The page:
Gastroenterol Res
Gastroenterology Research, ISSN 1918-2805 print, 1918-2813 online, Open Access
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Case Report

Volume 6, Number 1, February 2013, pages 29-33

Colonic Metastases From Lung Carcinoma: A Case Report and Review of the Literature

Ana Isabel Gonzalez-Tallona, b, Jorge Vasquez-Guerreroa, Maria Angeles Garcia-Mayora

aGastroenterology Department, Central Hospital of Defense “Gomez Ulla”, Madrid, Spain
bCorresponding author: Ana Isabel Gonzalez-Tallon, Gastroenterology Department, Central Hospital of Defense “Gomez Ulla”, Madrid, Spain

Manuscript accepted for publication January 22, 2013
Short title: Colonic Metastases From Lung Carcinoma


Lung cancer is the most frequent cause of cancer death in the world. Although about 50% of lung cancers have distant metastases at the time of diagnosis, gastrointestinal metastasis has rarely been described. The most common metastatic site is the small bowel, whereas, colonic metastases are very rare. This report presents a clinical case of a 68-year-old male with a previous diagnosis of non-microcytic lung carcinoma (T4, N2, M1), stage IV, who presented rectorrhagia at the emergency. Colonoscopy showed many ulcerated tumors along the colon and histology proved that these lesions were metastases of primitive lung carcinoma. Gut metastasis from the lung is uncommon but we have to be aware of it in patients who present gastrointestinal symptoms.

Keywords: Colon carcinoma; Lung carcinoma metastasis; Colonic metastasis; Gut metastasis; Small bowel metastasis; Gastrointestinal metastasis; Lung carcinoma; Colorectal metastasis; Rectorrhagia; Gastrointestinal bleeding; Gut bleeding


Lung cancer is the most frequent cause of cancer death in the world [1]. About 50% of all lung cancers have distant metastasis at the time of initial diagnosis. Brain, liver, adrenal glands, and bone marrow are the most likely sites of metastatic disease in patients with lung cancer [2]. Metastases of the gastrointestinal tract are very uncommon. We report a case of colon metastases from lung carcinoma presenting with rectorrhagia as the first manifestation of gut metastasis.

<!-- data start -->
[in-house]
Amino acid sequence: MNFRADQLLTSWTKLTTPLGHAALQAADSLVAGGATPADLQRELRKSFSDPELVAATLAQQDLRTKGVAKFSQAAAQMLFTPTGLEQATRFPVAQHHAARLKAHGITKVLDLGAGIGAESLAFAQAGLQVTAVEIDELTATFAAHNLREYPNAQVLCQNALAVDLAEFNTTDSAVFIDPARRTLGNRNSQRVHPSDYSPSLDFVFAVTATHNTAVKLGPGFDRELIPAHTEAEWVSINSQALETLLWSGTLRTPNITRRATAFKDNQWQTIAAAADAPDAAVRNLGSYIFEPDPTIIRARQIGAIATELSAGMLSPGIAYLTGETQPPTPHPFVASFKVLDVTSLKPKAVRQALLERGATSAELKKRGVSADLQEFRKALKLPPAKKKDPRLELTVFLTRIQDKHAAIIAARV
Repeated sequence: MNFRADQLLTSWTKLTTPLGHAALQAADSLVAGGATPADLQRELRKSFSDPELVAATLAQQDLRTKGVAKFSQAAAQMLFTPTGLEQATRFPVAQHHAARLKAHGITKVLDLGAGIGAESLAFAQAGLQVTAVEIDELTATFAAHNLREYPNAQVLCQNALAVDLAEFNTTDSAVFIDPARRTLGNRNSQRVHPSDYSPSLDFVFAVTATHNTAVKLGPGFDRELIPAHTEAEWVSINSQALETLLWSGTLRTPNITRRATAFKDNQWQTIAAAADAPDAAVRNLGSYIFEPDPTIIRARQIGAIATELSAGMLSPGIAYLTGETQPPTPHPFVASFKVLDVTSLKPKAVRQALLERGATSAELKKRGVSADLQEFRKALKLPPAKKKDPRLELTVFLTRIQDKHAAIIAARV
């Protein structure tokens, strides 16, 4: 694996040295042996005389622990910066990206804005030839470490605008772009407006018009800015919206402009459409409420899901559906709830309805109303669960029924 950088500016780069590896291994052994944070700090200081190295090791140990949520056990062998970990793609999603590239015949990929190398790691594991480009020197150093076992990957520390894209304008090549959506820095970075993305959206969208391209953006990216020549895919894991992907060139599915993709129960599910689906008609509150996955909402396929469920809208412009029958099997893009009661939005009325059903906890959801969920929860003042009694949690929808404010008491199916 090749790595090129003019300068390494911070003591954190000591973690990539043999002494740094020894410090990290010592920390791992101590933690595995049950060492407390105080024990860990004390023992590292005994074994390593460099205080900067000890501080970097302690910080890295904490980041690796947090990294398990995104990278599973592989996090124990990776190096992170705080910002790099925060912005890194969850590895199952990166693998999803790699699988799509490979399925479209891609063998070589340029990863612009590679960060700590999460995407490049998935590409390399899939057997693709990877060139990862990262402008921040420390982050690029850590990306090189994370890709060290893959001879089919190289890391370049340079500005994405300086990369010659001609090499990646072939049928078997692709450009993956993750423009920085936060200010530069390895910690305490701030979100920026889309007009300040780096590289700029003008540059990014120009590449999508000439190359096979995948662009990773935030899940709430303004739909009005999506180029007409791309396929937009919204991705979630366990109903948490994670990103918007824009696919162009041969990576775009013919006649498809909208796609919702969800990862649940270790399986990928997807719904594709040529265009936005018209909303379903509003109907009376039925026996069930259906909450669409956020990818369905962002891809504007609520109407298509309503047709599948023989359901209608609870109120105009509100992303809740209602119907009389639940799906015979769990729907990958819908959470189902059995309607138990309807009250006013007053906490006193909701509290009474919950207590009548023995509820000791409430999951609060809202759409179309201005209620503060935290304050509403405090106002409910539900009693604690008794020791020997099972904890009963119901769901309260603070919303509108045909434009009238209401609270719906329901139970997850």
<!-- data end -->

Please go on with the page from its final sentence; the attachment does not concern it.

Case Report▴Top 

Male patient, 68 years old, with history of surgery, because of perforated gastric ulcer about 40 years ago. Ex-smoker was for one year with pack cigarette index/year of 50. He arrived at the emergency room on July 2012 with rectal bleeding but conserving hemodynamic stability. There were no other symptoms such as: abdominal pain or obstruction data. He was diagnosed with non-microcytic cell carcinoma of the lung (TNM: T4, N2, M1), stage IV since February 2012. The thorax computer tomography (CT) had showed a lung mass in the left lower lobe with associated pneumonitis, parahiliar and cervical adenopathies and one metastasis in the suprarenal right gland. The same was shown in the positron emission tomography (PET-CT), he had no other metastasis in the body. Carcinoma immunostaining was positive for CK7, and negative for CK5-6, p63 and CD56. He received treatment with oncologic therapy with Cisplatin - Pemetrexed three times per week, radiotherapy and corticosteroids. He had been admitted previously to the hospital for malignant fever caused by the tumor, low respiratory tract infections and mucositis. Physical examination did not show any relevant alteration with the exception of rectal bleeding in the rectal examination.